Tim Degnan, influential Daley aide, dies at 82 – Crain’s Chicago Business


“Although virtually unknown outside the city’s political establishment, the 54-year-old Degnan is the man to see at City Hall—a New Age patronage chief and political fixer who is both Daley’s main link to his Bridgeport roots and the principal connection between the mayoral inner circle and the often-torpid bureaucracy,” Crain’s said in a 1995 profile. “In a business that overhypes the concept, he is the ultimate loyalist, a contemporary of the mayor who has shelved his own ego and devoted most of his career to the Daley cause. Their wavelengths are perfectly attuned, their level of mutual trust absolute.”

After legislation died in Springfield that would have authorized expansion of McCormick Place in the early ’90s, Degnan wheeled and dealed, putting together a coalition of legislators that included two Chicago Republicans receptive to what City Hall could do for them.

“They pieced it together,” recalls Claypool. “That was a key moment, one of many.” 

The Daley-Degnan relationship was second-generational: They grew up a mile apart in the Bridgeport neighborhood when Richard J. Daley was mayor and Degnan’s father, Francis “Bud” Degnan, also worked for the city, rising to become commissioner of Streets & Sanitation.

Timothy Francis Degnan became an 11th Ward precinct captain, studied civil engineering at the Illinois Institute of Technology and, in the classic Chicago fashion, got recommended for a job with the city, in the fledgling IT department. Eventually, he moved to a house on the patriarch Daley’s block. He was on track to succeed his father at Streets & San, named acting commissioner by newly elected Mayor Jane Byrne in 1979, but was shipped back to data processing after reports that a bank he worked for loaned him money to cover gambling debts.

But the tide would soon turn.

Degnan helped engineer Daley’s election as Cook County state’s attorney in 1980 and then filled his vacated state Senate seat. When Daley was elected mayor at the end of the decade, Degnan followed him to City Hall.

“For the first five years of the Daley administration, he got stuff through the City Council that laid the foundation for the next 20 years,” says John Doerrer, who joined the administration and later held the same title as Degnan, director of intergovernmental affairs. “People forget that when Rich Daley came in, he had 26-24 votes”—a narrow council margin. Degnan “knew how to navigate that.”

William Daley, the mayor’s brother, told Crain’s in 1995: “Every chief executive, whether in business or politics, needs someone like Tim who anticipates the needs of the (CEO). Tim plays that role with Rich. They know each other so well. He’s loyal, but not to a fault.”

The gambling-debt coverage reinforced Degnan’s wariness with the media. Mike Royko had done a column on it, and Chicago Sun-Times political columnist Steve Neal wrote in 1992 that ”Degnan is so tightlipped that he gets lockjaw when asked about the weather.”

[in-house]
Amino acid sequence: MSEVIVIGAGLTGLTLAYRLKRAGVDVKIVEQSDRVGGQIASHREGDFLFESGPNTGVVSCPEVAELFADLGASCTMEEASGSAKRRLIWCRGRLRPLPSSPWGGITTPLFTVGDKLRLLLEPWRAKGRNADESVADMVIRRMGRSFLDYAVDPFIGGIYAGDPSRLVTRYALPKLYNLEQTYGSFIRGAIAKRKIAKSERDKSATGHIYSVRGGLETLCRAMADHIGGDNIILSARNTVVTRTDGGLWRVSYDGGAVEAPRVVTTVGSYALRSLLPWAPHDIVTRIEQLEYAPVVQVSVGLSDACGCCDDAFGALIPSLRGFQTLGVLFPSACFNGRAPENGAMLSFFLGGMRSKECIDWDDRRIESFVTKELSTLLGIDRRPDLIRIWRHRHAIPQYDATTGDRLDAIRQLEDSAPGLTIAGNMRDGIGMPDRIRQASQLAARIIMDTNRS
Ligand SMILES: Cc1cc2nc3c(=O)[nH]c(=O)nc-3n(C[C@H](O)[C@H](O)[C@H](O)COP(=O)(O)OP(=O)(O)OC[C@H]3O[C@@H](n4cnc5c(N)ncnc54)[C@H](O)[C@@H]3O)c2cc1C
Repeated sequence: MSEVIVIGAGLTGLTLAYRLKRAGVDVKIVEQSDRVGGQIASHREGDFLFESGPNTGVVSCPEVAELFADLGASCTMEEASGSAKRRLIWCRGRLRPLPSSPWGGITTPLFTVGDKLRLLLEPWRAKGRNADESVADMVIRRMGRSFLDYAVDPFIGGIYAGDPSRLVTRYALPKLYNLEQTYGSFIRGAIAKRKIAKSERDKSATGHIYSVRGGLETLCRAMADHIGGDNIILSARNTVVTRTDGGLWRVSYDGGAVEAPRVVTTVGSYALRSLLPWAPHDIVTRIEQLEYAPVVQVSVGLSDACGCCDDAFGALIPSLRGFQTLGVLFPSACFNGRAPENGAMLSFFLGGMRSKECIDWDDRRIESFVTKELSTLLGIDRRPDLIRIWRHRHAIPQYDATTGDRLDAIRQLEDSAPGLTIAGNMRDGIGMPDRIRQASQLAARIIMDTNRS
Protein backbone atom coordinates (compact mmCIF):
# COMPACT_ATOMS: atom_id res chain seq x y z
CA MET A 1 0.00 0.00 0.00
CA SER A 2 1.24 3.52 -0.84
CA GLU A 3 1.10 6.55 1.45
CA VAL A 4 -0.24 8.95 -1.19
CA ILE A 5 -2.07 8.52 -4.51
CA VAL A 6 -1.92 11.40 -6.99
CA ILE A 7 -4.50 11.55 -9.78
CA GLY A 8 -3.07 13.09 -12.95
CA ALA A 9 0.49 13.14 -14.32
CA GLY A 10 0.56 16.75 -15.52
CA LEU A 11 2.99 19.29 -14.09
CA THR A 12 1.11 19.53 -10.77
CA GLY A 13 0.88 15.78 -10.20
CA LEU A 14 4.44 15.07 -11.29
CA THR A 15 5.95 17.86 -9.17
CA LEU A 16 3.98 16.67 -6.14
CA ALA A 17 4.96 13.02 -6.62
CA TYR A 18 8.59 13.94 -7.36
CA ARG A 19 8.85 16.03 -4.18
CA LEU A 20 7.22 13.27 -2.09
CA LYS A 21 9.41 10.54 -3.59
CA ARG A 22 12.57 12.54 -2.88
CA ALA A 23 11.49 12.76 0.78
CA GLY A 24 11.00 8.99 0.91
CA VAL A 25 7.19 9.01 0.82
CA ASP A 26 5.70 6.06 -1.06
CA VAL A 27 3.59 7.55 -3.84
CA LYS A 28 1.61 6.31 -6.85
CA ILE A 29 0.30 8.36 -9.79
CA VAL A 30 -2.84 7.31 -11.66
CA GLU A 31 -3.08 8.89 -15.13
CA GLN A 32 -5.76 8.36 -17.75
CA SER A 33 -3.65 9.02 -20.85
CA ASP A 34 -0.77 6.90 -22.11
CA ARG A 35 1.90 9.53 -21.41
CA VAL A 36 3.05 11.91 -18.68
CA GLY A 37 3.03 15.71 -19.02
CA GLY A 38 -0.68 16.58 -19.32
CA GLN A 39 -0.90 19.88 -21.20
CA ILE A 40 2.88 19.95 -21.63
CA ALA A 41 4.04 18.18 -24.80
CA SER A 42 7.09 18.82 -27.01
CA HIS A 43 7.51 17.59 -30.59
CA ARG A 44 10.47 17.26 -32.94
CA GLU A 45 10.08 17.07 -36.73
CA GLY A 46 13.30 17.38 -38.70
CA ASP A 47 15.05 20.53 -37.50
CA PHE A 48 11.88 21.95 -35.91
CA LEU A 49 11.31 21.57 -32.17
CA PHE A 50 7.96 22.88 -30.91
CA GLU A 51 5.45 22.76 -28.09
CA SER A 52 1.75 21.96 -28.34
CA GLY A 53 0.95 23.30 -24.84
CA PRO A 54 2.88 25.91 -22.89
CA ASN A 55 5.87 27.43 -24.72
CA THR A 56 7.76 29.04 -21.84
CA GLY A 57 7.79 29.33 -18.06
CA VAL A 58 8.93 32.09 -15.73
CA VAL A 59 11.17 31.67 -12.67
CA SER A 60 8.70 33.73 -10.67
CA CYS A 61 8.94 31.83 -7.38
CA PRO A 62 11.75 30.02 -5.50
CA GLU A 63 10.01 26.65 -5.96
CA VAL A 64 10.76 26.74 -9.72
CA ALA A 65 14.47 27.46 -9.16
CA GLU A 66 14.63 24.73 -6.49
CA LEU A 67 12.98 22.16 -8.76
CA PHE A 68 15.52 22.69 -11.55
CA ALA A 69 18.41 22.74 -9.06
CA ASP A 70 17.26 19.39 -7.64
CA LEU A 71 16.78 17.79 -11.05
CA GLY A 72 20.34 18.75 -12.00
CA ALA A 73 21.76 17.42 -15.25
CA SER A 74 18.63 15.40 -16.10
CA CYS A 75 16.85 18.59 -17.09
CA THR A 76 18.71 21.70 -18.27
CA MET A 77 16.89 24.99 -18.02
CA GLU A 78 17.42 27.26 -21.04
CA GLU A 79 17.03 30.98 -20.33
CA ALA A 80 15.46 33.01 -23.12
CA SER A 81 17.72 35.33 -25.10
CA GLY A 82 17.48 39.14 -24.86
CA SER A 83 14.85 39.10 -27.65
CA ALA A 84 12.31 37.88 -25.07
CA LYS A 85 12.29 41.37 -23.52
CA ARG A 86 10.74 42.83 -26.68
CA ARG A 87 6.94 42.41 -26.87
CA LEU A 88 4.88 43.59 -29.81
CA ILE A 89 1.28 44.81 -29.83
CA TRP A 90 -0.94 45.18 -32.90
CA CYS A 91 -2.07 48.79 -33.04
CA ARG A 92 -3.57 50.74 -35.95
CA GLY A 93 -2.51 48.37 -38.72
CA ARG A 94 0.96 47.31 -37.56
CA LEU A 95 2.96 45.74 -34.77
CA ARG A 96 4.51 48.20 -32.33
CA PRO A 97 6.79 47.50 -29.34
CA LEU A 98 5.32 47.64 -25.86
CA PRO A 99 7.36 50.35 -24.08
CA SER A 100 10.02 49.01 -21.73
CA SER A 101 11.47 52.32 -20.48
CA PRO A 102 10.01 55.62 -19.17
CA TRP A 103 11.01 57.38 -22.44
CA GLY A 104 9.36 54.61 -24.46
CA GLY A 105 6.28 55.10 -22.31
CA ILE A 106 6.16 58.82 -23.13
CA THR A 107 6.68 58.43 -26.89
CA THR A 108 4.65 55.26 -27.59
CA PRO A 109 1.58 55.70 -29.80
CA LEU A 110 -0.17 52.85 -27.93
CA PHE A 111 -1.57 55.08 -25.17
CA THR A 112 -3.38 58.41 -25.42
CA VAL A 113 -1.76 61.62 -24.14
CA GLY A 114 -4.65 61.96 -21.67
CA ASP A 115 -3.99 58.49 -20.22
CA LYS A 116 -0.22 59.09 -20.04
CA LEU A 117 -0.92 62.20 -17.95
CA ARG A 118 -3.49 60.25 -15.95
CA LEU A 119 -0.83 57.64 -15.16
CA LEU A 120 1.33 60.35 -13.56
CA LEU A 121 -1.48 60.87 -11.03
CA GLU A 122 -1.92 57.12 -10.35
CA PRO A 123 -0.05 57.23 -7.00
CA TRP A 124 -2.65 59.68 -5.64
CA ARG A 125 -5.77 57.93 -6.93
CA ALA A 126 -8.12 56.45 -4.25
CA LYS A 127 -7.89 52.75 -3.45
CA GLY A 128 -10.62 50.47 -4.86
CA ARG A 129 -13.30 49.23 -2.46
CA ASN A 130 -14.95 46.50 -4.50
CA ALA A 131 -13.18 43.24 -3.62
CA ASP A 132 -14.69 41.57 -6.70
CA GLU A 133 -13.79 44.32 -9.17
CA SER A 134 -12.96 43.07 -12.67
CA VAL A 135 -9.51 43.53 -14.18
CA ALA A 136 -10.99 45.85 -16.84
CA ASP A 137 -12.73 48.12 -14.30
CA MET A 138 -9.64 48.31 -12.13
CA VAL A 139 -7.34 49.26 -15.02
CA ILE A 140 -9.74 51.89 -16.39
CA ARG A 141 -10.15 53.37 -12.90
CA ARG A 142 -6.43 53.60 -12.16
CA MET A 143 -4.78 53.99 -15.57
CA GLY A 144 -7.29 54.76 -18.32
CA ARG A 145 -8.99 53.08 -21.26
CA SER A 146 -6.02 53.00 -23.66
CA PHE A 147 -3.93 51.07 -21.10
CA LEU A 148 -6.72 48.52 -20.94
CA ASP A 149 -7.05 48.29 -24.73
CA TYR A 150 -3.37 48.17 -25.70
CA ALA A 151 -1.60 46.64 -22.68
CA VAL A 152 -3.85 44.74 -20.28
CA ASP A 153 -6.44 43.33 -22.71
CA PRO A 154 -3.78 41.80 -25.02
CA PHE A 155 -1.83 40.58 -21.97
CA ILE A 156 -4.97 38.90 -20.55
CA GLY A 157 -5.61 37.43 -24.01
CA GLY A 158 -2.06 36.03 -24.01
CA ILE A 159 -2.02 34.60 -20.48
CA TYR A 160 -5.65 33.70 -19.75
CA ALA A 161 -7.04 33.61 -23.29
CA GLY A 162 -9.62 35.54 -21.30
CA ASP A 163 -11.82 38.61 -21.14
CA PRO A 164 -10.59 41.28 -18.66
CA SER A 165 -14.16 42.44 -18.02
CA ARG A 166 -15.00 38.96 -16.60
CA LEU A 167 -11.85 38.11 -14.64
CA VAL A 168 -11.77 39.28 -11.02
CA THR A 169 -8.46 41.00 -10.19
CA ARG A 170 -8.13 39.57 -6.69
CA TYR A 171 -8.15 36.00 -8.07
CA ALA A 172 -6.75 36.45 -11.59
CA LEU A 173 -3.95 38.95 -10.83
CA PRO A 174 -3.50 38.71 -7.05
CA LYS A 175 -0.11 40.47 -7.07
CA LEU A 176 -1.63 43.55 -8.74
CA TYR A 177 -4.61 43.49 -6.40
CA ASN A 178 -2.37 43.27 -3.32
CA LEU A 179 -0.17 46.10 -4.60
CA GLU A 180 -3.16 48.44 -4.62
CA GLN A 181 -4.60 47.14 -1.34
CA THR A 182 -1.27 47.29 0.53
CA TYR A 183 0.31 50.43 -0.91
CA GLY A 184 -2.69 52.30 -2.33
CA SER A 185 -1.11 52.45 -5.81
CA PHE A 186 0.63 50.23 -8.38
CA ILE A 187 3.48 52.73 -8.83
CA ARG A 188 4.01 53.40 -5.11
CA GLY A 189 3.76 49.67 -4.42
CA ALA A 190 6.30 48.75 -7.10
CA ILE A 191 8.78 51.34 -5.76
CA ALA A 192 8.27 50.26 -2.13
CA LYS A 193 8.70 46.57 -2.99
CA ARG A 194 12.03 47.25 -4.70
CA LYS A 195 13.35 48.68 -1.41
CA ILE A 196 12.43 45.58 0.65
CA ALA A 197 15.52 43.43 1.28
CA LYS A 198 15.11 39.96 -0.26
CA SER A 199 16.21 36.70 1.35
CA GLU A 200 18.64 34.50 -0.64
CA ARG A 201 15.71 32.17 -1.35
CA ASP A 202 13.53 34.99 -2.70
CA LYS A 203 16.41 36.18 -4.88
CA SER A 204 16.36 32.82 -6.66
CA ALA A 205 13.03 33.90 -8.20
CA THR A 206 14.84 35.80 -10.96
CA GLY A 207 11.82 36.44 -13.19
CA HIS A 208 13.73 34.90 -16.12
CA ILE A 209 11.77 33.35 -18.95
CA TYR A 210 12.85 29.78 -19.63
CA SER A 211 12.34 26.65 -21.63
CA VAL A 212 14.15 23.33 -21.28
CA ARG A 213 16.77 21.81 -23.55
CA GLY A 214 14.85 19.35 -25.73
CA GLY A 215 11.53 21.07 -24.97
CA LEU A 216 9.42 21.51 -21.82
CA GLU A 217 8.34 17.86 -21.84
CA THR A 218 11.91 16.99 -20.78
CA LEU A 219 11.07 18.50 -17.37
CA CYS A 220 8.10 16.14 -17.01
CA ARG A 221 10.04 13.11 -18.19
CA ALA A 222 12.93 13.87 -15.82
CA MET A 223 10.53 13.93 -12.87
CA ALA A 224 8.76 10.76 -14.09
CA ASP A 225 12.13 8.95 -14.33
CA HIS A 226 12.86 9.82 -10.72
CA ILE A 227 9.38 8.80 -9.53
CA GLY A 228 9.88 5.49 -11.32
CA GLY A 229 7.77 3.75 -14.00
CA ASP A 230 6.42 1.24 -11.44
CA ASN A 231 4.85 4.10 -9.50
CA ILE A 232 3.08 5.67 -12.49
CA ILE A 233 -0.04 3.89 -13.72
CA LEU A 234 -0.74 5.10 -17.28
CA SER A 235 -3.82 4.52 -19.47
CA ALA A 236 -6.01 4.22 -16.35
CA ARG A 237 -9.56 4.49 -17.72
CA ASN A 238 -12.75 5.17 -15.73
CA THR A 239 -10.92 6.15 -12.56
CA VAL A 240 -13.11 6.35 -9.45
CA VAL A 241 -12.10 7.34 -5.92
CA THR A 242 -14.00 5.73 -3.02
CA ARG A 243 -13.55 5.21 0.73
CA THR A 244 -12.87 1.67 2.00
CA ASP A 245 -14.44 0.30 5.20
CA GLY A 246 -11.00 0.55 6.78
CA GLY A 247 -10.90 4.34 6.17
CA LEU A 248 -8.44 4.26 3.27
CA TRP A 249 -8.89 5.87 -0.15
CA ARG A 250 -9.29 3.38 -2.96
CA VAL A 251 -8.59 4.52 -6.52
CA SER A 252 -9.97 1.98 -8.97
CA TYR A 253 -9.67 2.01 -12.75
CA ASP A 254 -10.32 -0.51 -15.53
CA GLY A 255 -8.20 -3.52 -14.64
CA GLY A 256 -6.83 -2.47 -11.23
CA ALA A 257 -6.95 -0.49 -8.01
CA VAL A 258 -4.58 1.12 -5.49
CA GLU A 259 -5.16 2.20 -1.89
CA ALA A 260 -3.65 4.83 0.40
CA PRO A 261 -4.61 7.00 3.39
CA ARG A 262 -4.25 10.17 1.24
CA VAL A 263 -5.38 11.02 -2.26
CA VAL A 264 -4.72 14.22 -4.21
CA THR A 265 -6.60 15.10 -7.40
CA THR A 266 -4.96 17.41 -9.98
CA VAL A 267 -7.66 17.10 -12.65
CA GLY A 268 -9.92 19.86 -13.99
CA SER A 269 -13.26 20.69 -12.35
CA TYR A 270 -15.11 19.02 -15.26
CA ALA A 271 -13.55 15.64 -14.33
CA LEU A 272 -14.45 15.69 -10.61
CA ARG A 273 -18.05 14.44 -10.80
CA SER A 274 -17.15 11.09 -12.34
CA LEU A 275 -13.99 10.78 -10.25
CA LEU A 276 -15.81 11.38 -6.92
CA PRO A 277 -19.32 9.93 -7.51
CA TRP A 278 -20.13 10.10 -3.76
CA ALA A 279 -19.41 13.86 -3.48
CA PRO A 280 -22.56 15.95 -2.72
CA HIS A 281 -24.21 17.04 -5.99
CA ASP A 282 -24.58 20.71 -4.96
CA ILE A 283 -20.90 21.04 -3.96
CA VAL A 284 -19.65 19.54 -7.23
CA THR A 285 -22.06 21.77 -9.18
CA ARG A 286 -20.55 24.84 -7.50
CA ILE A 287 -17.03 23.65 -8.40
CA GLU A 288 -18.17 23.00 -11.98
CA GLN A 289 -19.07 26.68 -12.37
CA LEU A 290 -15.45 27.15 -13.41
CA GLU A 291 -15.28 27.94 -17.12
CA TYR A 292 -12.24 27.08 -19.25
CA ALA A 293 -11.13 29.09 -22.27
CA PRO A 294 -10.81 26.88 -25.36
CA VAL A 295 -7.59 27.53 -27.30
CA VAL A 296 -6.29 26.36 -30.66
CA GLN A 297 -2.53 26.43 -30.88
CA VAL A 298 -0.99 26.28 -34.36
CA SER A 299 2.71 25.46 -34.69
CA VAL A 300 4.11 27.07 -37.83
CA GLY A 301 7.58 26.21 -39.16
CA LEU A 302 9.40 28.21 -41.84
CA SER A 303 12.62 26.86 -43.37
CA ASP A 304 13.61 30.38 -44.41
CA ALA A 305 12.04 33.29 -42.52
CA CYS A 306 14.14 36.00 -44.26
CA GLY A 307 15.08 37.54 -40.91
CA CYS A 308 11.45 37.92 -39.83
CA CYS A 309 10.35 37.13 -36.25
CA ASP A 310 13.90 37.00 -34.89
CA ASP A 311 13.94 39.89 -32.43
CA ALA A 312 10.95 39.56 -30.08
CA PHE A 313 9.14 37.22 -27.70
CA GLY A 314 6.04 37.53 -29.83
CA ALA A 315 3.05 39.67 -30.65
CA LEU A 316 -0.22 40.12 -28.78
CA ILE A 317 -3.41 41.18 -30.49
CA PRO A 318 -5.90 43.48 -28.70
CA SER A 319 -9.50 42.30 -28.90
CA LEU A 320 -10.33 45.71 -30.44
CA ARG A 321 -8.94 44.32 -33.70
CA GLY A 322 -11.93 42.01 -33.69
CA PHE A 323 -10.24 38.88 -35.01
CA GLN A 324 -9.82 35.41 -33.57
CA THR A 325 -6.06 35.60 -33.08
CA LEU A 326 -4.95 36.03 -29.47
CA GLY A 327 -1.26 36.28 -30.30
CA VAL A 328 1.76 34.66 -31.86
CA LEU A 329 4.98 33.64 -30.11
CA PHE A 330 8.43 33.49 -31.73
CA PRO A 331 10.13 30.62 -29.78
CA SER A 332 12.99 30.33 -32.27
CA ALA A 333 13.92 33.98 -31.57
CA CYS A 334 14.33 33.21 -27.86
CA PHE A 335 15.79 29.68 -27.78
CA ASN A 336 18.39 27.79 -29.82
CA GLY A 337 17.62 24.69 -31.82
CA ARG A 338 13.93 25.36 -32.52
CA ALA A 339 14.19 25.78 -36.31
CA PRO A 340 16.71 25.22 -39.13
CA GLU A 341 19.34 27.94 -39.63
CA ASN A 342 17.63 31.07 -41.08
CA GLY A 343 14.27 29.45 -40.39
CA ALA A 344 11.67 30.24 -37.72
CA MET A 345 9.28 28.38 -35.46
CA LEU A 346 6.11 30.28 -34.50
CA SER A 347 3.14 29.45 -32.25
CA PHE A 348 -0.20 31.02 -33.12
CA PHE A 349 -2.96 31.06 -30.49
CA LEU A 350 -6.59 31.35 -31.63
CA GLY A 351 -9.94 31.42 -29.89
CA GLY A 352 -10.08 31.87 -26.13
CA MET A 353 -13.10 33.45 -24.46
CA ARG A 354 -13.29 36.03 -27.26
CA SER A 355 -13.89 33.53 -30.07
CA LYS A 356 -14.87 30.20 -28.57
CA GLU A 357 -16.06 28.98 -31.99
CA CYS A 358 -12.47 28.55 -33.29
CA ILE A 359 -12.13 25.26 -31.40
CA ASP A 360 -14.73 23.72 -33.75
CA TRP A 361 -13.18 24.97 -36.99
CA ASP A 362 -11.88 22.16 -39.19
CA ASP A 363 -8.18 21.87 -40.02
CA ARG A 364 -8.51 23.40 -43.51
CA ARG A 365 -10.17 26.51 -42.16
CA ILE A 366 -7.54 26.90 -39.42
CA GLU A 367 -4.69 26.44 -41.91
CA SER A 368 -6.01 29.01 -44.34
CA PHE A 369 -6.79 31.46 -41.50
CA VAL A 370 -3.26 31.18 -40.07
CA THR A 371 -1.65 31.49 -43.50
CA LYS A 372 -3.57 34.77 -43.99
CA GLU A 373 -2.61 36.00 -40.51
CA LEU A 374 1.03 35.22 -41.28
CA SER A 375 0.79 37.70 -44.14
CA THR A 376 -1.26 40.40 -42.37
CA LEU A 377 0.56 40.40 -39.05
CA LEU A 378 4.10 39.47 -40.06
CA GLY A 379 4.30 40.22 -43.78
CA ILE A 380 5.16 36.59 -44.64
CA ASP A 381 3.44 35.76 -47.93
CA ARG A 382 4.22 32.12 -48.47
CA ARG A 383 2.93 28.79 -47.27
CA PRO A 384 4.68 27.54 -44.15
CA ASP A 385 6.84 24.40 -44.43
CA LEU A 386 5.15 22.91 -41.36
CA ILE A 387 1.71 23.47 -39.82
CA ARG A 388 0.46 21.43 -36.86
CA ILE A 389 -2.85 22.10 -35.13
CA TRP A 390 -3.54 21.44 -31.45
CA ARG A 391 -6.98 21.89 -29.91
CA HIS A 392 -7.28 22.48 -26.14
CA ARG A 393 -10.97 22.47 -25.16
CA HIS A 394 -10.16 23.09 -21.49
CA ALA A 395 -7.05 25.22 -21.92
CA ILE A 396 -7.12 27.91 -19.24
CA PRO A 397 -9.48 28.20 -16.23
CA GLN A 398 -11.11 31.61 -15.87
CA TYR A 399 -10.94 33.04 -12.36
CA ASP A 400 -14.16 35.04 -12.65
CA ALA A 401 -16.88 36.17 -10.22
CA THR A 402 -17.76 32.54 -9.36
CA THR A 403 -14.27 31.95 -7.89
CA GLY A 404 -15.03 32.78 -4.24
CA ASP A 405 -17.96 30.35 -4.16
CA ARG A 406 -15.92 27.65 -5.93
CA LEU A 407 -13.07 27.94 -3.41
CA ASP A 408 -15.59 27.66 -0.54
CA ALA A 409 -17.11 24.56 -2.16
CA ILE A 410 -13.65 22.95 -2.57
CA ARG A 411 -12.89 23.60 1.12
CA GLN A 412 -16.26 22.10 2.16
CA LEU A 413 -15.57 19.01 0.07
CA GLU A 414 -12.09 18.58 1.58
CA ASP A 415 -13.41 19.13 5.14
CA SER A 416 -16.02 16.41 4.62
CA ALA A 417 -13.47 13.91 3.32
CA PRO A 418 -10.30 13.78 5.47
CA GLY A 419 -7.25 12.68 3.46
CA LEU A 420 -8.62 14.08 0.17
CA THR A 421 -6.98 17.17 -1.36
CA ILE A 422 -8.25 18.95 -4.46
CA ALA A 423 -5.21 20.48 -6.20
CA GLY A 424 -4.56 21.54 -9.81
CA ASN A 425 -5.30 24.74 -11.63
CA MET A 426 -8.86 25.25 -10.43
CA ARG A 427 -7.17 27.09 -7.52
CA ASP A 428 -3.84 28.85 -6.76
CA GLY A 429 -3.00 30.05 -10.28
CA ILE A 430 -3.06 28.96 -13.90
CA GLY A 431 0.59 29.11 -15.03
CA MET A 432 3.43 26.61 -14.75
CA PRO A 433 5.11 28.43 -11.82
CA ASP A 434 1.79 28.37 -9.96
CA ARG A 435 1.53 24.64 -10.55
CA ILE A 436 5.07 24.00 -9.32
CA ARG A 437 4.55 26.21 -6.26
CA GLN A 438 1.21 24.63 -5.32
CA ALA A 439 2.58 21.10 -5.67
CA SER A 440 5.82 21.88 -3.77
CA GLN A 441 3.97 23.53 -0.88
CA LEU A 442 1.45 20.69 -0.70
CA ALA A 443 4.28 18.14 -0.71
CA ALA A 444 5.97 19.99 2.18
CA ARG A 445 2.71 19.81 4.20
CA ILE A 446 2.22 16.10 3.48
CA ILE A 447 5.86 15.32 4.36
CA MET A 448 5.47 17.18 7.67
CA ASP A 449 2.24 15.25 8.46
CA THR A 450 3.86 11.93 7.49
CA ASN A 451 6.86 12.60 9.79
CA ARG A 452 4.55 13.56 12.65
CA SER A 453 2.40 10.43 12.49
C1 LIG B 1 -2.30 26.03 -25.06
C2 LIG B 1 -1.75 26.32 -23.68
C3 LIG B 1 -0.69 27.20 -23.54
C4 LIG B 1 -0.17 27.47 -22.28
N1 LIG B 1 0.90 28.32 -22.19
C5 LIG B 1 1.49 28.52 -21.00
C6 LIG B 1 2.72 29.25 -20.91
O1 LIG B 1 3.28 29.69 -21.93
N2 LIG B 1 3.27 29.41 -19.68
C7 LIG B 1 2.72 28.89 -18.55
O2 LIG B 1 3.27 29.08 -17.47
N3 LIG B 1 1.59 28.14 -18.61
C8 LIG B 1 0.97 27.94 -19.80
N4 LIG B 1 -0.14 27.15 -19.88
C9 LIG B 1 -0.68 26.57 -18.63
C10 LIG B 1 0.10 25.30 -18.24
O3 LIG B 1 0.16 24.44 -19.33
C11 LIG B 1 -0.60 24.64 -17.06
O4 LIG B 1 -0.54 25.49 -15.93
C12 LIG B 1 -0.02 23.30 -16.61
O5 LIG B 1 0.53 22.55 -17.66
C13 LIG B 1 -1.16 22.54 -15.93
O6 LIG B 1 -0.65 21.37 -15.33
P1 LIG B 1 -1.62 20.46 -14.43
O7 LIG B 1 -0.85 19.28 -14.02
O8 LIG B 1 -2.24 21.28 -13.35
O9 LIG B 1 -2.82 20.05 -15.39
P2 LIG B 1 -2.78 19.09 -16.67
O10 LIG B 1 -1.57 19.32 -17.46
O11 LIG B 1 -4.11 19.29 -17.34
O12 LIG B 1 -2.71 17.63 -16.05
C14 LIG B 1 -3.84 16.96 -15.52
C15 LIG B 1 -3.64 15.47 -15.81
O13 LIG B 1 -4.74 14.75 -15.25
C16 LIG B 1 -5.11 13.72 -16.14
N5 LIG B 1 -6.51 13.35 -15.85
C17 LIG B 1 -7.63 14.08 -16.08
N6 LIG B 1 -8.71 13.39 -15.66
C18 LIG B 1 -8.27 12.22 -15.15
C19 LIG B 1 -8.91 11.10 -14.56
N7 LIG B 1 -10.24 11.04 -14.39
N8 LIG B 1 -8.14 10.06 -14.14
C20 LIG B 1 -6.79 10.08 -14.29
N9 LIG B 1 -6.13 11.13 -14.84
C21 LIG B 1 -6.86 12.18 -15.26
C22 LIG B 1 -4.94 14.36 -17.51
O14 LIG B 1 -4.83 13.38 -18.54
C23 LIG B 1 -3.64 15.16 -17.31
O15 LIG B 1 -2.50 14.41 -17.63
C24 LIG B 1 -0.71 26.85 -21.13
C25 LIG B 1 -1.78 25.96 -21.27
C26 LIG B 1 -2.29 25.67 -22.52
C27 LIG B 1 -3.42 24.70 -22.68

A rare public appearance came in 1991, when Degnan, Bedore and Kruesi called a press conference to try to defuse a feud between City Treasurer Miriam Santos and Daley over the mayor’s attempt to eliminate her ex-officio status on city pension boards.

After weeks of trying in connection with the profile, Crain’s loosened Degnan’s lockjaw—a bit. ”I try to be a good listener to people. Even though I’m from Bridgeport, I’m flexible,” he said of his negotiating style, which often meant staying silent during long meetings, asking a salient question and then ratifying a predictable consensus. “I like getting things done,” he said. “I like seeing the mayor accomplish things.”

Degnan also invested in a suburban construction supply business, which he insisted steered clear of city contracts. “Small business is a lot like politics: Have the product delivered on time and keep the cost down,” he said. The gambling issue “was a mistake I made a long time ago, and I learned from it.”

For the Crain’s profile, a colleague recalled Degnan’s blunt message to one bureaucrat: “Look, this is not on your schedule next year. This is on our schedule today.” Even Michael Madigan, the long-reigning House speaker, got that message. ”Tim walks up to me and says, ‘You wanna help us, right?’ ” Madigan told Crain’s in 1995. “He hands me a piece of paper (a draft of a bill). ‘See that word? Take that f—— word out of there.’ We did.” Madigan added, “His effectiveness lies in his simplicity.”

Degnan also vetted successors to Bedore and Claypool, including Paul Vallas—now running for mayor—who became budget chief.

Not everything went Daley’s or Degnan’s way, including doomed plans for a third Chicago airport at Lake Calumet.

“It’s just tough to go down that road and spend so much energy and see it come apart,” Degnan said for the profile. A Chicago casino was another failure. “There’s no question I think we could have done a better job with the casino complex. I second-guess myself once in a while on that opportunity,” he said.

After leaving City Hall in the mid-1990s, Degnan partnered with then-state Sen. Jeremiah Joyce as a political consultant, on campaigns that included Rod Blagojevich’s race for Congress in 1996. Degnan also worked for Northbrook-based construction supplier Glenrock until about 10 years ago, his son said.  ”He was still hands-on with it.”

Services are pending.

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November 22, 2022 at 06:53AM

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